I am still on my Sicily high. No matter that I came home well over two weeks ago! Mentally I am still there and fighting off all attempts for other sensations and concerns to worm their way into my consciousness and destroy my high.
Yes, I have raved about Sicily to all my friends and even people who were careless enough to politely inquire after my trip. Little did they know they would be taking on an impassioned monster!
I have been reading, eating and watching “Sicily” since I came back.
Why bother talking about this now, you might ask. It’s simple. If you want to have a really memorable trip, you need to do some reading and watching before you go! I took one trip during the last decade in which I did not do this: It was a lesson learned and a failed trip. I vowed I would not do that again. To help you get ready for a Sicily trip, I am going to talk about a couple of books and a couple of movies and encourage you to search the web.
Before I left, I read On Persephone’s Island: A Sicilian Journal, by Mary Taylor Simeti. A fascinating book written by an American who went to Sicily shortly after college and married a Sicilian, the author came of age as a wife, mother, and writer in her adopted land. She writes beautifully of the emotion and soul of the Sicily she discovers, and engagingly and colorfully of the Sicily she describes. Her journal follows a year’s worth of seasonal rhythms and festivals and day trips. Unfortunately for me, October, the month of my visit, was the last month described in her journal so I was reading it while I was there. My recommendation: After the introduction, find the chapter about the month of your visit and read it first. Then go back and read the whole book. That way you’ll start out knowing something important about the time you’ll be there and go on to find out the significance of that event. Even if you don’t read this book as a prelude to visiting the island, I still recommend it just because it is a well-written, good book!
My traveling companion and friend-in-books, Galina, was reading Seeking Sicily: A Cultural Journey through Myth and Reality in the Heart of the Mediterranean, by John Keahey. We enjoyed certain excerpts she read as we were travelling and when I got home I purchased my own copy. Keahey arranges his book based on topic, and describes different aspects of the topic from all four of his visits to Sicily. This is a book for the literary minded – lots of references to poetry, novels and travelogues by Sicilians and foreign visitors alike. There are also many movie references. You’ll find lots to underline and go back to reference again. Fortunately, the book reads like a series of essays, so there is no need to read it straight through or in order. Hunt around for a topic that interests you (Leonard Sciascia? The history of the Mafia?) and read at your own pace.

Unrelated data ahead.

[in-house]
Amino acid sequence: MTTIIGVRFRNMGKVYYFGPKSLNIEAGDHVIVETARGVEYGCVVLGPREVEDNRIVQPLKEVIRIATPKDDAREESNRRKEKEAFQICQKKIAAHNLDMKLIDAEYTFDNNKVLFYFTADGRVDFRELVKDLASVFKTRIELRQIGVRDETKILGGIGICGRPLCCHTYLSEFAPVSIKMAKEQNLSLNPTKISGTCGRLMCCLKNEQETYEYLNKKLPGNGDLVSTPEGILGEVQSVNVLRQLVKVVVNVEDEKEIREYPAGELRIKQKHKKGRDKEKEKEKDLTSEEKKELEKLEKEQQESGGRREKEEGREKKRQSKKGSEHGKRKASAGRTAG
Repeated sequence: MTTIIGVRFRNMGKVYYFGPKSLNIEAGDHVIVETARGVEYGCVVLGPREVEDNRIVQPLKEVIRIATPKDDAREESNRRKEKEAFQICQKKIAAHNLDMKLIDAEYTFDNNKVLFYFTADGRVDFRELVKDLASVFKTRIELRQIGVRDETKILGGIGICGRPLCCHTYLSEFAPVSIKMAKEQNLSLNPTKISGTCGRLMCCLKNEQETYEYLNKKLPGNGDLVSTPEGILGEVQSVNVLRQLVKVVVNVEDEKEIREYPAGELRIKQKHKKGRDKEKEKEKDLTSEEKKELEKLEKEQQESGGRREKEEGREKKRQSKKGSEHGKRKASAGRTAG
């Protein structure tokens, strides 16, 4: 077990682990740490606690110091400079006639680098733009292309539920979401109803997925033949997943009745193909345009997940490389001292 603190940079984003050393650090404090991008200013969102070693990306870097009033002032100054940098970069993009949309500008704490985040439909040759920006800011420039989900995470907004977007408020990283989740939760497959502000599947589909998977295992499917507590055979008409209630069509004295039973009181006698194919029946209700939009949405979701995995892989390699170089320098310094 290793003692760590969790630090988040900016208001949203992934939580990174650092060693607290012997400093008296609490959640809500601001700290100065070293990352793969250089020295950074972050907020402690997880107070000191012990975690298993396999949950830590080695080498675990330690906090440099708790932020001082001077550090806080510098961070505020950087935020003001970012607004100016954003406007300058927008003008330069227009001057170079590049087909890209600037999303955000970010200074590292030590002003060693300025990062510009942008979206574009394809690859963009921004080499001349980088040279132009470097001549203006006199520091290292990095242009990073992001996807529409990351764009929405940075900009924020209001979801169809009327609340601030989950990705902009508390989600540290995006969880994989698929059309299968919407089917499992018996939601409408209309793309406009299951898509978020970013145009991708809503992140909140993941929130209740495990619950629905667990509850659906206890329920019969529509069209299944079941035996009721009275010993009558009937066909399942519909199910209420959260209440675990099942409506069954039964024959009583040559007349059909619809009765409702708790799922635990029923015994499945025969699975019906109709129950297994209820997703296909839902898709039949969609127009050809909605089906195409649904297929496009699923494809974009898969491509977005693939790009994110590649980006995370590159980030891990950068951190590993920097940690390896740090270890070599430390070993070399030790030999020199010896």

The third book I purchased, again once I was home, was Mary Taylor Simeti’s Sicilian Food: Recipes from Italy’s Abundant Isle. This is a newer re-edition of the book I really wanted called Pomp and Sustenance: Twenty-five Centuries of Sicilian Food. I couldn’t find the later from a bookstore who would ship it to Puerto Rico (at a price I was willing to pay), so I settled for the newer one, which I could get in an e-book. [As I am writing this, I have just begun to read the book, so a description will follow when I have finished it.] My recommendation: Read about it – but don’t actually go out and eat it until you get to Sicily! Read to discover what the typical dishes are and to determine if they are something you’d try. But don’t eat your local interpretation! Wait until you get there and then try an authentic version.
I am a bibliophile, so at some point I will begin to read or re-read the literary works of famous Sicilian writers. We read The Leopard for our book club, but I cannot remember it – so that will be a must-re-read! I will come back to comment on those as they happen (if they happen).
I must mention the books of Andrea Camilleri. I am currently suffering from unrequited like with Luca Zingaretti, the actor who plays il commissario Salvo Montalbano, the main character from Camilleri’s Dectective Montalbano series, which RAI has made into a very successful TV program. I bought the DVDs. I practice my Italian and (learn some Sicilian) and entertain myself for an hour or two of an evening. The TV program is shot in Sicily, in various locations that I can recognize from our trip. If you want, similar to “the Godfather”, you can actually take Montalbano themed tours! Ragusa, one of my favorite places in Sicily, is featured in the series, especially the opening and closing footage.
Keahey addresses the Montalbano phenomenon in his writings, too – which helps to give some dimension to the movies, which I am sure lack many of the details you would find in the books.
Another movie we watched before our trip was “The Sicilian Girl”. Be forewarned. It’s sad. The story centers on a girl who grew up in a family of Mafiosi. Over and over in Sicily we came across stories and events similar to what we saw in the film. Fortunately, the current situation with the Mafia is not that pictured in the film. Keahey, too, writes about the anti-Mafia groups that have sprung up in Sicily. We were aware of the anti-Mafia sentiment of the people we met and the media, but the organization seems to be pretty quiet right now. Is it just that they have bigger fish to fry in a global world of drug and human trafficking, so that shaking down local merchants is way down on their list of priorities? Time will tell.
Some links you might enjoy:
About Mary Taylor Simeti
About John Keahey
About Andrea Camilleri